Twice daily I walk through my neighbourhood, which offers me an opportunity to see spring flowers bloom, trees bud, and more recently congratulatory grad signs staked into front lawns. Typically, spring is the season of passage from one academic level to another. High school graduation inevitably initiates plans for post-secondary studies: which university do I attend, do I apply to graduate school, how do I pick a supervisor, do my marks meet admission requirements, do I live on or off campus, buy new or used books, employ a bus pass or bicycle? The endless list of unwritten rules and expectations is exhausting, so much so that the love and desire for learning can be overshadowed or even lost in the attempt to take the right path and meet societal norms.

During my professional career, I often advised anguished students to develop a love of studying and pursue a discipline that will set them up for success. To help, we would go through an exercise of identifying their goals and planning an achievable path that would assist making learning an enjoyable path to success.

Similar to today’s graduates, many Galatians thought the road to spiritual freedom was following the old laws: do I follow ALL the laws of Moses, is circumcision necessary, what exactly are the rules that will set me free? Some Galatians were so focused on the old law that it enslaved them; they did not experience the liberation of the spiritual freedom offered by Christ. Paul counsels the Galatians to stand firm and not be subject to the yoke of slavery; instead they should realize their faith through love. In essence, Paul asked them to put away legalism and look to Christ, the Christ who expressed love in a gentle word, extended a healing hand, and offered food to the masses.

My favourite line in today’s scripture is verse 6: For in Christ Jesus neither circumcision nor uncircumcision counts for anything; the only thing that counts is faith working through love. Legalism means nothing, only faith in Christ — a faith expressed through love.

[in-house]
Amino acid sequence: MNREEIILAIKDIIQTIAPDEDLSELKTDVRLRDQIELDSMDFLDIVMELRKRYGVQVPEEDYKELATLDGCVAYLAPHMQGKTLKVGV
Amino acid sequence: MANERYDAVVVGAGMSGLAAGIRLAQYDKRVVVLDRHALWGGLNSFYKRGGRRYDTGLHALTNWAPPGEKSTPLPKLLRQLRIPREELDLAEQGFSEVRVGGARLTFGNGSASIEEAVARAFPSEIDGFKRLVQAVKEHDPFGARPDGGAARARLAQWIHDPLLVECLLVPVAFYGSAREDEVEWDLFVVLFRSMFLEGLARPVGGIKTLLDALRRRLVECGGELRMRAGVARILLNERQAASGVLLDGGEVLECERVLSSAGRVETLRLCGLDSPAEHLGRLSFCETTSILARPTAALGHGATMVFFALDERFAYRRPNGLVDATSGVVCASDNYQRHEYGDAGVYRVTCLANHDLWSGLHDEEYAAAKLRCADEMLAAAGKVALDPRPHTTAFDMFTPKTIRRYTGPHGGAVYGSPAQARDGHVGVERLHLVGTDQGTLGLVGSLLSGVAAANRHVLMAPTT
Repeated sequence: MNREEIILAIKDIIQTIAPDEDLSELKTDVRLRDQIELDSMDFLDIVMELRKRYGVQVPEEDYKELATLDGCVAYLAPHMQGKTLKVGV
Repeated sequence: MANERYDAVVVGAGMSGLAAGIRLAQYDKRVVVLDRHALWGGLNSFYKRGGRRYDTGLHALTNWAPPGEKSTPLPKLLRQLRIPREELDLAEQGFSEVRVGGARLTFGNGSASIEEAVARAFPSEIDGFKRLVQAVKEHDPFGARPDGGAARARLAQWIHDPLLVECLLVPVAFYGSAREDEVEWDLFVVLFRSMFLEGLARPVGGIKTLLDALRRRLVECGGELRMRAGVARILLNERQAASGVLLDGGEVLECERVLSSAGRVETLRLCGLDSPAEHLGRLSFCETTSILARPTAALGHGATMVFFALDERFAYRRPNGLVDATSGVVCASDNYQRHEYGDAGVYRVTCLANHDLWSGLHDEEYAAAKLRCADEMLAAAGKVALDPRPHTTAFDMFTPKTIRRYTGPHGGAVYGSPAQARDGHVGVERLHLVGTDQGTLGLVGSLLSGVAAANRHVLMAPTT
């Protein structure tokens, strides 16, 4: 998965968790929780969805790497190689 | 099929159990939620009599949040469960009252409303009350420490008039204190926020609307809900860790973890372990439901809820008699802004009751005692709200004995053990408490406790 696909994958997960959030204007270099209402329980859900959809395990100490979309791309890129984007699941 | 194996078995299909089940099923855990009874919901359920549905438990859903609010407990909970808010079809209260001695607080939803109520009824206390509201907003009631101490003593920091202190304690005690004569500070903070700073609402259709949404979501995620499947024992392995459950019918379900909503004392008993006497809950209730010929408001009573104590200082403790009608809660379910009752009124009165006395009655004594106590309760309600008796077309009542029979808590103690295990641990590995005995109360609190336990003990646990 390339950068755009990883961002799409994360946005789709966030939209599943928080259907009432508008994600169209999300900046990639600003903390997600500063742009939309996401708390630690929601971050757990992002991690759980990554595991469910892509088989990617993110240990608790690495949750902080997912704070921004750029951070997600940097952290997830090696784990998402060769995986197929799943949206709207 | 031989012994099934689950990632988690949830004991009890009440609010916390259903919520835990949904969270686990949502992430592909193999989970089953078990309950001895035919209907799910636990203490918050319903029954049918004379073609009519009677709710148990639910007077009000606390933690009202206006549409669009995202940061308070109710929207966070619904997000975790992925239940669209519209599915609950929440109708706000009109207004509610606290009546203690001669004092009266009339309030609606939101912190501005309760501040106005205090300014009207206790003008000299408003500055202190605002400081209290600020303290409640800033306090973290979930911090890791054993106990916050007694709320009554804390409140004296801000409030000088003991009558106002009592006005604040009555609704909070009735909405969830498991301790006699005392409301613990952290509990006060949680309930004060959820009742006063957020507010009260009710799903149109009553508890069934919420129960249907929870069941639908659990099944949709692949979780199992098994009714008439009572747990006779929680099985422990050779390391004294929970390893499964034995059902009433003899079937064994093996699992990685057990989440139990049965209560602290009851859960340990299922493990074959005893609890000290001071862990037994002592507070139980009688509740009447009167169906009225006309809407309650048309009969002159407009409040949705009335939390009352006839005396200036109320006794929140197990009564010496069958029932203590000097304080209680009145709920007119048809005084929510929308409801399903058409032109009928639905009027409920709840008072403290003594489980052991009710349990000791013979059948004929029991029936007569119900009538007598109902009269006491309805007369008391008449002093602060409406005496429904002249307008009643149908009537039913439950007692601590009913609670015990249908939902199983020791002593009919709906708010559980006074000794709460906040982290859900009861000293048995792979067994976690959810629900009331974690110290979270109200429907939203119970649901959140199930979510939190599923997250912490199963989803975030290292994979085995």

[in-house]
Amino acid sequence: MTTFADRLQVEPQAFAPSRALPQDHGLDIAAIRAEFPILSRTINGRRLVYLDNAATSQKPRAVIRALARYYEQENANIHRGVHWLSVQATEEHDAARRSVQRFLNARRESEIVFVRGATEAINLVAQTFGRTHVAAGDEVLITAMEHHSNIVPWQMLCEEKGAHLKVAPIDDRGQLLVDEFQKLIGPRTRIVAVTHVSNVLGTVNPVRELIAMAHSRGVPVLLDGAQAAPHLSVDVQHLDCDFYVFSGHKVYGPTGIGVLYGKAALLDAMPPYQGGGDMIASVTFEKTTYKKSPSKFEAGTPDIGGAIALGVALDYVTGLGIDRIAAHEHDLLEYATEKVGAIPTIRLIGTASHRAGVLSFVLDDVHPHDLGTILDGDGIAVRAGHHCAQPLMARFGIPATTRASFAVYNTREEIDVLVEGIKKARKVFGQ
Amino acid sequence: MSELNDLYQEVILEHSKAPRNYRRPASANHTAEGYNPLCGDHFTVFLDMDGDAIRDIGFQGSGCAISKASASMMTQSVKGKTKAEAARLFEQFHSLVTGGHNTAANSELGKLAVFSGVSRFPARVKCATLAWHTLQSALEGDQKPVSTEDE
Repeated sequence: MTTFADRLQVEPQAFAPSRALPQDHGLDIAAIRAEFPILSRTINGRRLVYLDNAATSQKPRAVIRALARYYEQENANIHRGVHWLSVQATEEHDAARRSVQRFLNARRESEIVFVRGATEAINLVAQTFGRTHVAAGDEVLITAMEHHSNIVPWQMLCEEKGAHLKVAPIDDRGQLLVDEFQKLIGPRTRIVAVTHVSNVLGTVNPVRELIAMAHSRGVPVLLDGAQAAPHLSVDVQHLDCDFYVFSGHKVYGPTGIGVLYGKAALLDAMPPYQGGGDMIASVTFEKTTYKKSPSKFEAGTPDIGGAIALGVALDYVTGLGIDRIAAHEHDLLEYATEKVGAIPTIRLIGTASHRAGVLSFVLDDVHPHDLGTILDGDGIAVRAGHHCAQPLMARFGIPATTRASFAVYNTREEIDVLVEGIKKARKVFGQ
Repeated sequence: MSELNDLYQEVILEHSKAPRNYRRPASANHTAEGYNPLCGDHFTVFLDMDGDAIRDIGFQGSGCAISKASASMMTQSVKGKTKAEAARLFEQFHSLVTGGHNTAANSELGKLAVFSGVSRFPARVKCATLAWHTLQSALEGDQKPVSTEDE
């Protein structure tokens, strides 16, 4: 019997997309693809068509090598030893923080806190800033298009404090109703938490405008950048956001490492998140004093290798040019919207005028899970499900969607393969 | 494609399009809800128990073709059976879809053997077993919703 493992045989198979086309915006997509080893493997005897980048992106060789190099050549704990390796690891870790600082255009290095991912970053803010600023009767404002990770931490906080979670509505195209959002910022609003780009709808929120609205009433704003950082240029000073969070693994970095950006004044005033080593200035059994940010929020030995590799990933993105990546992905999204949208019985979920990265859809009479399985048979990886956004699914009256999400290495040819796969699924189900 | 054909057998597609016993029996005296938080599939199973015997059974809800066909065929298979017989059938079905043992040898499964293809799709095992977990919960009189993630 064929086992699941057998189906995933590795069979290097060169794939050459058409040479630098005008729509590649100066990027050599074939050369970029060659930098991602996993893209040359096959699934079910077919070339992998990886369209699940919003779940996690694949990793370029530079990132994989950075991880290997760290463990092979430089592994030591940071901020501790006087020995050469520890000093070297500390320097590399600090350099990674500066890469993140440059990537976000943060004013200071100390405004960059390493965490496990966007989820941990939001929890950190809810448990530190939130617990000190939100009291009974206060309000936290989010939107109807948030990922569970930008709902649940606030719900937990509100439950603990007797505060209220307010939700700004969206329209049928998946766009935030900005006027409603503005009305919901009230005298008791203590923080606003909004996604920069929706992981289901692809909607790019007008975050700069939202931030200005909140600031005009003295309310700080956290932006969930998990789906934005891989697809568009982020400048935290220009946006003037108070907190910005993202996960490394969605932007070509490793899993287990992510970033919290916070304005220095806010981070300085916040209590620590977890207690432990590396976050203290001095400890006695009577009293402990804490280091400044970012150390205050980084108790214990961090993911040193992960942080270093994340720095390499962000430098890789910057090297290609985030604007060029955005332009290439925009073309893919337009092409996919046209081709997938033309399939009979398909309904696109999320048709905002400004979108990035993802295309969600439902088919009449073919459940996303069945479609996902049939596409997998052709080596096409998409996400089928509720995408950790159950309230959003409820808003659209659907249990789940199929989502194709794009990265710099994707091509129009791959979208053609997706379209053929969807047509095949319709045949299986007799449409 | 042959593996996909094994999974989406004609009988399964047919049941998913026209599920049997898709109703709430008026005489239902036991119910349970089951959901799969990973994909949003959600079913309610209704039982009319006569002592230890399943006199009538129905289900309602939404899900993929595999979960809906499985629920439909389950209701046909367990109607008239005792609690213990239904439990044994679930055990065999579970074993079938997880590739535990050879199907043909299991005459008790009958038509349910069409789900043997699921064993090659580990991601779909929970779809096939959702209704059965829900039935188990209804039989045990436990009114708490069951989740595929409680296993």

What do you think? Does today’s assigned scripture offer comfort? I find (as many of you do) that what I read today has been bolstered with deeper meaning than yesterday. So, whether you are a graduating student looking for a path to happiness, a protestor seeking justice, or a senior seeking contentment after decades of life, look to God’s words through the apostle Paul: Love your neighbour as yourself.

[Katherine MacLean]

Tuesday, June 9, 2020
Deuteronomy 30:11-20

Surely, this commandment that I am commanding you today is not too hard for you, nor is it too far away. It is not in heaven, that you should say, ‘Who will go up to heaven for us, and get it for us so that we may hear it and observe it?’ Neither is it beyond the sea, that you should say, ‘Who will cross to the other side of the sea for us, and get it for us so that we may hear it and observe it?’ No, the word is very near to you; it is in your mouth and in your heart for you to observe.

See, I have set before you today life and prosperity, death and adversity. If you obey the commandments of the Lord your God that I am commanding you today, by loving the Lord your God, walking in his ways, and observing his commandments, decrees, and ordinances, then you shall live and become numerous, and the Lord your God will bless you in the land that you are entering to possess. But if your heart turns away and you do not hear, but are led astray to bow down to other gods and serve them, I declare to you today that you shall perish; you shall not live long in the land that you are crossing the Jordan to enter and possess. I call heaven and earth to witness against you today that I have set before you life and death, blessings and curses. Choose life so that you and your descendants may live, loving the Lord your God, obeying him, and holding fast to him; for that means life to you and length of days, so that you may live in the land that the Lord swore to give to your ancestors, to Abraham, to Isaac, and to Jacob.